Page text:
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Low Sugar Hay and Pasture
Ron Genrick and Abby Duncanson, Assurance Feeds and Stephanie Valberg, DVM, U of M


Sugars supply forages with energy required for re-growth and are a nutritional component
needed by both forages and horses. However, some horses, likes some humans, are sensitive to
the sugar content of hay and pasture forages, which can lead to potential health problems. These
problems include: laminitis (founder), equine metabolic syndrome, equine Cushing’s syndrome,
or forms of tying-up such as recurrent exertional rhabdomyolysis (RER), polysaccharide storage
myopathy (PSSM), equine polysaccharide storage myopathy (ESPM), and others. In general,
horses with obesity and metabolic syndrome, Cushing’s disease, and pasture-associated laminitis
are unable to take up sugar in the form of glucose into their tissues because they have developed
a diminished response to the hormone insulin (“insulin resistance”). Obese or fat horses and
horses over 15 years of age are more predisposed to insulin resistance. In contrast, horses with
PSSM have increased sensitivity to insulin and take up too much glucose into their muscle
tissues. Because some forages can contain high sugar content, whether hay or pasture, they may
be problematic for horses with these specific conditions.

Many of the forage crops available today were researched and developed for cows with calves at
their sides. Most are cool-season grasses that are commonly found in horse pastures and hay
fields around the upper Midwest and may be high in sugar. These sugars are in the form of
fructans as well as simple sugars like glucose, which posed no problem for cows. When
techniques were developed to analyze forages for “sugar”, they did not distinguish between the
proportions of fructan and simple sugar. The difference may be important for horses because
glucose is absorbed in the small intestine and triggers an insulin response, whereas fructans are
passed to the horses’ hindgut and fermented without triggering insulin. Diets high in simple
sugars and the type of starch found in grain are not good for horses with insulin resistance as
they result in very persistently high blood sugar. Horses with a predisposition to laminitis should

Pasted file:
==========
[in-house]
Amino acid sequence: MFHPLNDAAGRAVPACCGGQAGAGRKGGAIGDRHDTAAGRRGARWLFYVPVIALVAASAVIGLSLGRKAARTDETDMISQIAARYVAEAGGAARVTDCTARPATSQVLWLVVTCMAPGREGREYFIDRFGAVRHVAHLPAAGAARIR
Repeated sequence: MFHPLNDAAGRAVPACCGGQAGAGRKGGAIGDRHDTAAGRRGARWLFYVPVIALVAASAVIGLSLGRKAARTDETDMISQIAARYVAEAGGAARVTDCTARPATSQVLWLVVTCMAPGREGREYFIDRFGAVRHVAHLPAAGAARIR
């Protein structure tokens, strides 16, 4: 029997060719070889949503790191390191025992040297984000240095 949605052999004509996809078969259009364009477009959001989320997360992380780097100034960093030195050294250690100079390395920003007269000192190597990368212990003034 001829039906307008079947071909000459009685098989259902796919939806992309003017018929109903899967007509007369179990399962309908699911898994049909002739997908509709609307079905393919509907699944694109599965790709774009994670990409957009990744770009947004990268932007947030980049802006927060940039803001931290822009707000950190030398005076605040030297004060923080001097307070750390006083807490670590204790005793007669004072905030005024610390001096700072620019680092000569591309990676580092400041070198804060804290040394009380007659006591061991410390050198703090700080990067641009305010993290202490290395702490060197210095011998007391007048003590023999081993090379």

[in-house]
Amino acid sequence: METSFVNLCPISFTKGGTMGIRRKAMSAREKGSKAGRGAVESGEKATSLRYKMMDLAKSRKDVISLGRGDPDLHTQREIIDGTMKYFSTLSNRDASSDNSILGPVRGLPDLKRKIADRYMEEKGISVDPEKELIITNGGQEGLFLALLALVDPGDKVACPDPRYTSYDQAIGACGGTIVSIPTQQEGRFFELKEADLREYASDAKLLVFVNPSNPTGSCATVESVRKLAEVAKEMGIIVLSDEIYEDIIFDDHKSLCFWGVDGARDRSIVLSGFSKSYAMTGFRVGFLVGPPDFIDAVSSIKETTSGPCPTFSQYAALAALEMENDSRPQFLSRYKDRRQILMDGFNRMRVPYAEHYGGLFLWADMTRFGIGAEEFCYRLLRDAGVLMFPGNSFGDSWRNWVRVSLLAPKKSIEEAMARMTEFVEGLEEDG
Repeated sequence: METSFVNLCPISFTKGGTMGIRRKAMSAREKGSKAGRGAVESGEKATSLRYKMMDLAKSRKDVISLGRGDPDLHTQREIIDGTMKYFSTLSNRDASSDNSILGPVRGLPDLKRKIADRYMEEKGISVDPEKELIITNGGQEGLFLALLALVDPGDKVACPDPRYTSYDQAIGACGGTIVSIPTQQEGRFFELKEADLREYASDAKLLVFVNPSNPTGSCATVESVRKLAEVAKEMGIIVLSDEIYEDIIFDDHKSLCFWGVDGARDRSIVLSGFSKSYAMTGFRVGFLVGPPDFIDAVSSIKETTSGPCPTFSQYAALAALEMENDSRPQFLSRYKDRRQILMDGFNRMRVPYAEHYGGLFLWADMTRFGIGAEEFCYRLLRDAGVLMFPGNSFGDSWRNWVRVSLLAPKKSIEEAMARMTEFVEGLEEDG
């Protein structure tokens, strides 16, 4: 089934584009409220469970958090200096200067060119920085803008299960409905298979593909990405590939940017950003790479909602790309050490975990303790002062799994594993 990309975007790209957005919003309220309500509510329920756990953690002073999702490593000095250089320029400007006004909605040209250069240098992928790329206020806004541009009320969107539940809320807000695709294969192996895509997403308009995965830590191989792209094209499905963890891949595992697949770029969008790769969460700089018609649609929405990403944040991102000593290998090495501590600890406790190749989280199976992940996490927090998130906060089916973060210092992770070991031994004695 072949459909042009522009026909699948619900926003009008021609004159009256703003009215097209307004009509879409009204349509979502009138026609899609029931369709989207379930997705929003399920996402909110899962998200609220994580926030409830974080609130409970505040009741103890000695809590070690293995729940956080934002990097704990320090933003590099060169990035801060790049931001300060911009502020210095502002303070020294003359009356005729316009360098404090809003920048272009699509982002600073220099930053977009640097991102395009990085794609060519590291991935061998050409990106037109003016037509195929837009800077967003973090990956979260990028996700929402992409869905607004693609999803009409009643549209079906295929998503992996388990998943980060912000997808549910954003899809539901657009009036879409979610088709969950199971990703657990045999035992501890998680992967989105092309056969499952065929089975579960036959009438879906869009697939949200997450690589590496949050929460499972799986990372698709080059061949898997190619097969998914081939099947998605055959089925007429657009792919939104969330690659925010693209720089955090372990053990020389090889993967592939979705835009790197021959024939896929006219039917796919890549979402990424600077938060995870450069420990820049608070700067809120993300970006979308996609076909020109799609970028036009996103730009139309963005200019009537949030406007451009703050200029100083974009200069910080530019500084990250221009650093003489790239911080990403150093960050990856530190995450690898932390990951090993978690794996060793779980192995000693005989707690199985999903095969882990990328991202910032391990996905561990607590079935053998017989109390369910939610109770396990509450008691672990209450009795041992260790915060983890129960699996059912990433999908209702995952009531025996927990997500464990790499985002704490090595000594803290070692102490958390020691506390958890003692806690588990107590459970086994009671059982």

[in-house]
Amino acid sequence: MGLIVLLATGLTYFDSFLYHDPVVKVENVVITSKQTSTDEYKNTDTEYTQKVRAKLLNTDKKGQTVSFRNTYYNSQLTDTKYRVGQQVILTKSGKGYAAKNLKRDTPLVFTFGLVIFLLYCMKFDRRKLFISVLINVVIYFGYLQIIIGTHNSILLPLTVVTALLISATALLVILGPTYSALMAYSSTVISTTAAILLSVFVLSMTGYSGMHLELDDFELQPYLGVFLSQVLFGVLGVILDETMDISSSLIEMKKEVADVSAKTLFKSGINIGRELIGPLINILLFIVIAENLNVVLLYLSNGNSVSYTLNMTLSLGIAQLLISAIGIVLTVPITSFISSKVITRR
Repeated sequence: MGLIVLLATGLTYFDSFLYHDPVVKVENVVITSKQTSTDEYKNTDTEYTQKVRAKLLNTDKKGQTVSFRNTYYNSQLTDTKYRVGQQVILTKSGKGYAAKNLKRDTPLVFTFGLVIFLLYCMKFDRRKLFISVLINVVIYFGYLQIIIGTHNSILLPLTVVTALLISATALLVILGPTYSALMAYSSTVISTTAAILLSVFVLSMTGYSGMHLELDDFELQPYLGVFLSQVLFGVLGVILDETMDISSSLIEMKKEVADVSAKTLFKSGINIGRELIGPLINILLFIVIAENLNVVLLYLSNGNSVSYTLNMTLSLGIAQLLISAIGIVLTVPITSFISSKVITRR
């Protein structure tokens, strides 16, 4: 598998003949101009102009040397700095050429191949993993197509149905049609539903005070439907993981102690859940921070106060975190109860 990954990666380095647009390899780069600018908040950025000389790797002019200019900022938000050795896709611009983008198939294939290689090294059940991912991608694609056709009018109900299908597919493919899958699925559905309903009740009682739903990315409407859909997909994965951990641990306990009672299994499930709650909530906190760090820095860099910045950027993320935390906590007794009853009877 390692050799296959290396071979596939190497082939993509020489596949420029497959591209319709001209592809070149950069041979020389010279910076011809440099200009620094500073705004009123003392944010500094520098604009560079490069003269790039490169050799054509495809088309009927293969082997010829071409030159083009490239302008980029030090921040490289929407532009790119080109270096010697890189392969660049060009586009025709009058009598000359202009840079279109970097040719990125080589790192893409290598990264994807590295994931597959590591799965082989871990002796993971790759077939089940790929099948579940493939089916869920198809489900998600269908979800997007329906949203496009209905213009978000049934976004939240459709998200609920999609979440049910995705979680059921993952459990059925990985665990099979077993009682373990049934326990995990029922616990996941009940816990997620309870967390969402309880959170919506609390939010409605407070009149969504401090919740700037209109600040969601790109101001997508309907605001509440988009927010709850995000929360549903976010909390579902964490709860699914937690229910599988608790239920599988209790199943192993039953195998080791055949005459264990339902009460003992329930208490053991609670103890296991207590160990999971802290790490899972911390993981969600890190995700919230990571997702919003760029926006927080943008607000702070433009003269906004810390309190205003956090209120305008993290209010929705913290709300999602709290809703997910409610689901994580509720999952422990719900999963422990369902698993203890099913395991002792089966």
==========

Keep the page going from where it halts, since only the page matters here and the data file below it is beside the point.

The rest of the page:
not be fed forages high in fructans. This is because fermentation of fructans in the large intestines
by microbes can upset the microbial balance, and makes the gut environment more acidic which
releases toxins into the bloodstream that exacerbate laminitis.
Unfortunately there are no “silver bullet” grasses that are consistently low in sugar. Most coolseason
grasses, like as orchardgrass and fescue, can have high sugar content. Timothy and
crested wheatgrass tend to be medium in sugar content, as are most warm season grasses.
However, warm season grasses are usually not winter hardy for the upper Midwest, and cannot
compete with cool season grasses in the spring and fall. This creates a dilemma for horse owners
with horses who are sensitive to high sugar content or have been diagnosed with one or more of
the above problems.
Alfalfa hay/pasture is not the solution for horses that are sensitive to sugar content. Alfalfa tends
to be higher in digestible energy, calories, and protein content than grass. More calories can
result in weight gain, and high levels of protein can lead to glucose production in the liver.
Currently, it is thought that a safe sugar content for sensitive horses is 10% or less. Testing is a
good starting point for determining sugar content in hay, but caution should be used to ensure
that a representative sample is taken. Just looking at a forage sample or knowing the species will
not give you an estimate of sugar content. As a last resort, up to 30% of the sugar content can be
flushed from most grasses by soaking in water (60 minutes in cold water and 30 minutes in hot
water). Care should be taken to ensure all soaked hay is eaten, as unconsumed damp hay will
eventually mold.
Determining sugar levels in pastures is extremely difficult because of the many factors that must
be considered. Sugar content is highest when grass is in the vegetative state (early spring and
during re-growth); during periods of cool nights and warm sunny days (fall or early spring); after
a hard freeze; and during drought conditions. Sugar is usually stored in the top two inches of
forage growth, and even brown grass found during a drought or winter months can contain high
amounts of sugar. Until more cool-season grasses with low sugar content become available,
careful pasture management and forage testing by horse owner with sensitive horses is essential.
Good pasture management entails not overgrazing, limiting grazing time, and/or using a
grazing muzzle.
Currently, a research project at the University of Minnesota is underway to better understand the
role sugars play in sensitive horses.
Equine Alternative Health Supply

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